The ignition switch feeds power to the starter relay which transfers the power to the starter solenoid which goes to the starter motor and causes the car to start. So, a damaged starter solenoid can be drawing too much current from the battery and can cause the fuse to blow.


The starter solenoid needs to be replaced if it’s damaged. The starter solenoid gets attached to the starter in the newer vehicles but it could come as a separate unit if you use an old car. Replacing the solenoid will keep your starter fuse from blowing if it was causing the issue.

5. Faulty Starter

If you’re sure that you’re battery is good, the next thing to check is the starter. A faulty starter could be the reason why your starter relay fuse keeps blowing. The wires leading to the starter can also get corroded and cause it to draw too much amperage. It can also lead to a blown fuse.

The starter motor can also become faulty and blow the fuse. It usually happens when a gear connected to the flywheel has been dislodged or badly stripped from the flywheel.


You can clean the wires if there’s corrosion on them and they’re the reason why the starter isn’t working properly. If they’re too corroded and seem to be beyond cleaning, replace them and that might get your starter to work properly. Otherwise, the issue is with the starter itself.

Regardless of whether only the starter motor or the starter has gone bad, you’d have to replace it with a new one. Starters can easily cost between $100 to $400 if you get a new one.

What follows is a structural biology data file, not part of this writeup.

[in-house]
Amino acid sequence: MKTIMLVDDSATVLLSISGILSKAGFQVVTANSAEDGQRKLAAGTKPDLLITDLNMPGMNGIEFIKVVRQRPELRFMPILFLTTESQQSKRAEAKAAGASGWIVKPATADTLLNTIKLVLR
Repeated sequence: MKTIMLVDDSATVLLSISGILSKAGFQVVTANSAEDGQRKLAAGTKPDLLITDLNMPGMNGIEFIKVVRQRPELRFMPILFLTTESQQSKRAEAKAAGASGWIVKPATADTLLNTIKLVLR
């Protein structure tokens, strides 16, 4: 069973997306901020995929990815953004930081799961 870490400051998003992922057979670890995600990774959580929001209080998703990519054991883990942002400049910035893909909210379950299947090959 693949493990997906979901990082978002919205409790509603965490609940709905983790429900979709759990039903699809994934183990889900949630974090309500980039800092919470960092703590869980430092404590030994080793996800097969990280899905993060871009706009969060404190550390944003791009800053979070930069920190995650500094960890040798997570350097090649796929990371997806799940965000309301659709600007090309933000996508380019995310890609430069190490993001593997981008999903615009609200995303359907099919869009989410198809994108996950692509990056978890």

You’ll also have to add labor charges to that if you take it to a mechanic. But the good news is that you can replace the starter yourself if you’re up to the challenge. Follow these steps to replace the starter:

  • Locate the starter in your car.
  • It’s usually located under the car.
  • Use jack stands to lift the car if you have to work underneath it.
  • Disconnect the negative terminal of the battery to make sure that no power goes to the starter.
  • Unscrew the bolts that are holding the starter in place.
  • Remove the wires connected to the starter but make sure you remember their positions.
  • Once you remove the wire connections, you can pull the starter out.
  • Clean the wires before you put in the new starter.
  • Put the new starter in place and connect it to the wires.
  • Add some silicone paste to the wires to prevent corrosion.
  • Screw the bolts and make sure the starter is secured.
  • Put thread locker to prevent the bolts from getting loose during vibration.

Now you’ve successfully replaced the starter. Bring it down, connect the battery, and see if the starter works properly without blowing the starter fuse.

6. Wiring Issues

A short circuit in any one of the wires is a common reason that causes starter fuses to keep blowing. A hot wire can cause the fuse to blow immediately when it’s installed. But when it gets blown when you crank it, chances are it’s one of the wires located between the ignition switch and the starter relay.